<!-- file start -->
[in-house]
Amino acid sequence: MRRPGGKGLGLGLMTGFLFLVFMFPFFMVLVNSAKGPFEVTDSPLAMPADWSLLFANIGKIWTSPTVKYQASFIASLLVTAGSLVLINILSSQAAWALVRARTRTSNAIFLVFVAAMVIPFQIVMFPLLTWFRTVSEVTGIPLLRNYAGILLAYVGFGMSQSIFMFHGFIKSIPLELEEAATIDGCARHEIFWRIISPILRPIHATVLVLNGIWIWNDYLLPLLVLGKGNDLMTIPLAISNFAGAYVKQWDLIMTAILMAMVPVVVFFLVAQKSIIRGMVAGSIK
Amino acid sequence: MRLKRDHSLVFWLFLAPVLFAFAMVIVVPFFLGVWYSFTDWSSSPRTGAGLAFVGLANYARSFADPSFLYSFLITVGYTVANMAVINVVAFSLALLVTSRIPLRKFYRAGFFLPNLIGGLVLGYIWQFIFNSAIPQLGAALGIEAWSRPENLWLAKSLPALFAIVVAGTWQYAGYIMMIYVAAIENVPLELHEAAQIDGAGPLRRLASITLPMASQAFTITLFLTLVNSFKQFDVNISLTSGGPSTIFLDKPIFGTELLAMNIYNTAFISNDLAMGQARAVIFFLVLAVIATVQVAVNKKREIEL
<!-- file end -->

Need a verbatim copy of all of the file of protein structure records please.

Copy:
[in-house]
Amino acid sequence: MRRPGGKGLGLGLMTGFLFLVFMFPFFMVLVNSAKGPFEVTDSPLAMPADWSLLFANIGKIWTSPTVKYQASFIASLLVTAGSLVLINILSSQAAWALVRARTRTSNAIFLVFVAAMVIPFQIVMFPLLTWFRTVSEVTGIPLLRNYAGILLAYVGFGMSQSIFMFHGFIKSIPLELEEAATIDGCARHEIFWRIISPILRPIHATVLVLNGIWIWNDYLLPLLVLGKGNDLMTIPLAISNFAGAYVKQWDLIMTAILMAMVPVVVFFLVAQKSIIRGMVAGSIK
Amino acid sequence: MRLKRDHSLVFWLFLAPVLFAFAMVIVVPFFLGVWYSFTDWSSSPRTGAGLAFVGLANYARSFADPSFLYSFLITVGYTVANMAVINVVAFSLALLVTSRIPLRKFYRAGFFLPNLIGGLVLGYIWQFIFNSAIPQLGAALGIEAWSRPENLWLAKSLPALFAIVVAGTWQYAGYIMMIYVAAIENVPLELHEAAQIDGAGPLRRLASITLPMASQAFTITLFLTLVNSFKQFDVNISLTSGGPSTIFLDKPIFGTELLAMNIYNTAFISNDLAMGQARAVIFFLVLAVIATVQVAVNKKREIEL